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Hope the knee gets better, I have that come and go too, especially if I try to ski hard. I blame those old days of east coast, rock hard moguls and bad form.

that's a fat snowpack on roundtop!

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PostPosted: Sun Apr 21, 2013 7:47 pm 
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April 20, 2013

After a couple nice but generally uninspiring days at Squalpine a couple weeks ago, I was stoked to get a day to head up the hill on Saturday. My in-laws are conveniently located at the base of 88, and it seemed that Carson Pass holds the only real ski-from-the-car BC in the greater Tahoe region these days, so it all worked out. I was not disappointed. Great coverage, no dirt patches or anything. Last year I went up to Roundtop during the 1st weekend of May and had to trek over several stretches of dirt, so I was quite pleased. It's been a crappy snow year, but Carson Pass seems to be pretty stacked all things considered.

It's been 15 years since I first stood atop Moon Crescent, and until today hadn't actually been able to bag the descent from the top. Despite a monster snowpack in May 1998, the snow that time was barely sticking to the hill after a rain event, so after climbing up from the backside, we had to retreat to something low angle. A few years later circa 2003ish, again with a good pack in early June, I tried to climb up the chute from the base, but timed it poorly and was too gripped half-way up with impenetrable boilerplate, so retreated after a hair-raising switch from crampons to skis mid-way up. I was hoping that this year, today, with the 10" of new snow earlier in the week and steady weather since that conditions would permit me finally to hit it right.

The day's objective:
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I figured the chute needed a little time to ripen, so I planned to make another lap first. Heading toward the peak I decided to pay my respects to the mountain by making a big circular tour around the east side of Lake Winnemuca and under the impressive cirque between Roundtop and Elephant Back.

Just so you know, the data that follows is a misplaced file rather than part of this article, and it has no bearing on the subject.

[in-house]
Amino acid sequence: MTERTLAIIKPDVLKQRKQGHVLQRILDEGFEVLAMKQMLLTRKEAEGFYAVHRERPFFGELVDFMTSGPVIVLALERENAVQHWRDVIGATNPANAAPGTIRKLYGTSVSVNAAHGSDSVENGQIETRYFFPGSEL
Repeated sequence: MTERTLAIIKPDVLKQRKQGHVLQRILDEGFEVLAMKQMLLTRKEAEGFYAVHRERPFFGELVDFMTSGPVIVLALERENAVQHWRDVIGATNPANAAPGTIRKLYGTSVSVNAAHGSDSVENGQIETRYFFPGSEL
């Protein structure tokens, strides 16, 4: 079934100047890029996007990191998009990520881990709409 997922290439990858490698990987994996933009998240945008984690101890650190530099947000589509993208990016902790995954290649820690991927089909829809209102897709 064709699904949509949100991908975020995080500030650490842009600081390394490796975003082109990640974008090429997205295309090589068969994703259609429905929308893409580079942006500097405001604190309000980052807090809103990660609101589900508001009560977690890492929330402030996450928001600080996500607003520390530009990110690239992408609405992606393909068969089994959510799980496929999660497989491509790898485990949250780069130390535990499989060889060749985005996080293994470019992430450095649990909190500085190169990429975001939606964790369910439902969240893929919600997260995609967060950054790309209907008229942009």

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Making way up to the east side of Roundtop I opted for a first lap down the cool little knife ridge jutting out from Roundtop that points at a little hourglass chute dropping down toward the lake:
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Looking down the ridge with the lake below:
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The short line down to the lake featured all conditions packed in such a short stretch -- soft transitioning corn mush, scratchy scoured winter snow, punchy frozen pow, and actual pow right below the bottom cliffband.

Skins back on, I then headed straight up to couloir. The new snow definitely has not transitioned or consolidated yet despite a couple days of warm temps and night re-freezes. It was easy skinning until the slope started to steepen approaching the apron to the chute, where the warming soft new snow created impressively adhesive cement globs on my skins, making skinning an impossible chore. I decided it was time to start booting, and put my crampons on there to avoid having to transition again higher up. It was a fight swimming through some knee deep snow for a bit until entering the chute where the snow was more consolidated. The snow in the couloir was perfect firm-ish wintery snow for kicking steps, though I was happy to have points on my feet and and axe to plunge for self-belay. My heart got racing a bit in the crux at the top where the steepest, narrowest and most exposed section had a little spine of new sugary snow that was hanging on the other-wise firm base, but all-in-all a straightforward climb. Eating my sandwich at the top, another guy running solo, named Roman, popped up to the top of chute. Small world that it is, we live very nearby each other in SF. Any how, it was an fine descent, with some ginger stepping to get in at the top and some cautious first turns in the punchy variable narrow off-camber steep pitch, then nice smooth turns in the wider section of the chute which emptied onto the more-or-less full pow of the apron, perfect a high-speed run-out. A good end to a mediocre Tahoe season. Yee-haw!